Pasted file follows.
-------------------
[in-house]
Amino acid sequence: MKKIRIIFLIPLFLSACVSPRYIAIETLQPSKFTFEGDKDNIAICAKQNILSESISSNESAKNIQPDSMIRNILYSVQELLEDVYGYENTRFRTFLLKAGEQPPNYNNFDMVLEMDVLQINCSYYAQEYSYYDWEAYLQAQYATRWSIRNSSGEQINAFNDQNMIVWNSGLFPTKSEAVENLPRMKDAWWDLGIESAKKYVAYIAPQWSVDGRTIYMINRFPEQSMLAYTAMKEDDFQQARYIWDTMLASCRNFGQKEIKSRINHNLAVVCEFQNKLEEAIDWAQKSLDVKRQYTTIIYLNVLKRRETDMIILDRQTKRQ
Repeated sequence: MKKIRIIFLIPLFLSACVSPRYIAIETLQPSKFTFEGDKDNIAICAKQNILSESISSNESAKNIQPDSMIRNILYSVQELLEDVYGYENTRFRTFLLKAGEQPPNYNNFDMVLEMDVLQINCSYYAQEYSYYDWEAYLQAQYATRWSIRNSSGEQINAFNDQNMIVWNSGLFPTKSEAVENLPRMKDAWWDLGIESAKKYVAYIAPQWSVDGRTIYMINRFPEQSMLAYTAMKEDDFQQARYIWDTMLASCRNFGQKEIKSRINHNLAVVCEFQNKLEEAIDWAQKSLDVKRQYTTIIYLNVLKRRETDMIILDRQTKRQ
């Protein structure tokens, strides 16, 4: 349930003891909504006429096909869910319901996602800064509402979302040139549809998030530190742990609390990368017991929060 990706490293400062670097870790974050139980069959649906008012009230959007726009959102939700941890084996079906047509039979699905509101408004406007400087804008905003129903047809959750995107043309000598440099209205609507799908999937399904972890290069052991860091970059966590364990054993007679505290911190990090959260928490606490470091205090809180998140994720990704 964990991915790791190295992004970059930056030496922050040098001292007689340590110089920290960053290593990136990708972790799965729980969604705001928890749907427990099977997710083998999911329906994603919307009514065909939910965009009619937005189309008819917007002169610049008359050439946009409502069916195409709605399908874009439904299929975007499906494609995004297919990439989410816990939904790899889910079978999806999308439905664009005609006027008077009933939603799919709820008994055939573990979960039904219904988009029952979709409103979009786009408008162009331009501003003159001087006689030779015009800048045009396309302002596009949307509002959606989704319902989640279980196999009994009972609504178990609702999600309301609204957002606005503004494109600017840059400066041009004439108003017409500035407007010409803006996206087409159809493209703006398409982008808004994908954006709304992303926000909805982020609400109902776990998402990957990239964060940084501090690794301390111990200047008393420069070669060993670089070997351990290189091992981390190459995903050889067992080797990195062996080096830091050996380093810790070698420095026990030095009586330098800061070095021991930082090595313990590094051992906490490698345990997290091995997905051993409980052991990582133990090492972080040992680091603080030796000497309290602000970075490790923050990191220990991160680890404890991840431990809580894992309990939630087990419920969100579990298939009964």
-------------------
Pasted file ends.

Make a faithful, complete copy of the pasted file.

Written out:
[in-house]
Amino acid sequence: MKKIRIIFLIPLFLSACVSPRYIAIETLQPSKFTFEGDKDNIAICAKQNILSESISSNESAKNIQPDSMIRNILYSVQELLEDVYGYENTRFRTFLLKAGEQPPNYNNFDMVLEMDVLQINCSYYAQEYSYYDWEAYLQAQYATRWSIRNSSGEQINAFNDQNMIVWNSGLFPTKSEAVENLPRMKDAWWDLGIESAKKYVAYIAPQWSVDGRTIYMINRFPEQSMLAYTAMKEDDFQQARYIWDTMLASCRNFGQKEIKSRINHNLAVVCEFQNKLEEAIDWAQKSLDVKRQYTTIIYLNVLKRRETDMIILDRQTKRQ
Repeated sequence: MKKIRIIFLIPLFLSACVSPRYIAIETLQPSKFTFEGDKDNIAICAKQNILSESISSNESAKNIQPDSMIRNILYSVQELLEDVYGYENTRFRTFLLKAGEQPPNYNNFDMVLEMDVLQINCSYYAQEYSYYDWEAYLQAQYATRWSIRNSSGEQINAFNDQNMIVWNSGLFPTKSEAVENLPRMKDAWWDLGIESAKKYVAYIAPQWSVDGRTIYMINRFPEQSMLAYTAMKEDDFQQARYIWDTMLASCRNFGQKEIKSRINHNLAVVCEFQNKLEEAIDWAQKSLDVKRQYTTIIYLNVLKRRETDMIILDRQTKRQ
């Protein structure tokens, strides 16, 4: 349930003891909504006429096909869910319901996602800064509402979302040139549809998030530190742990609390990368017991929060 990706490293400062670097870790974050139980069959649906008012009230959007726009959102939700941890084996079906047509039979699905509101408004406007400087804008905003129903047809959750995107043309000598440099209205609507799908999937399904972890290069052991860091970059966590364990054993007679505290911190990090959260928490606490470091205090809180998140994720990704 964990991915790791190295992004970059930056030496922050040098001292007689340590110089920290960053290593990136990708972790799965729980969604705001928890749907427990099977997710083998999911329906994603919307009514065909939910965009009619937005189309008819917007002169610049008359050439946009409502069916195409709605399908874009439904299929975007499906494609995004297919990439989410816990939904790899889910079978999806999308439905664009005609006027008077009933939603799919709820008994055939573990979960039904219904988009029952979709409103979009786009408008162009331009501003003159001087006689030779015009800048045009396309302002596009949307509002959606989704319902989640279980196999009994009972609504178990609702999600309301609204957002606005503004494109600017840059400066041009004439108003017409500035407007010409803006996206087409159809493209703006398409982008808004994908954006709304992303926000909805982020609400109902776990998402990957990239964060940084501090690794301390111990200047008393420069070669060993670089070997351990290189091992981390190459995903050889067992080797990195062996080096830091050996380093810790070698420095026990030095009586330098800061070095021991930082090595313990590094051992906490490698345990997290091995997905051993409980052991990582133990090492972080040992680091603080030796000497309290602000970075490790923050990191220990991160680890404890991840431990809580894992309990939630087990419920969100579990298939009964």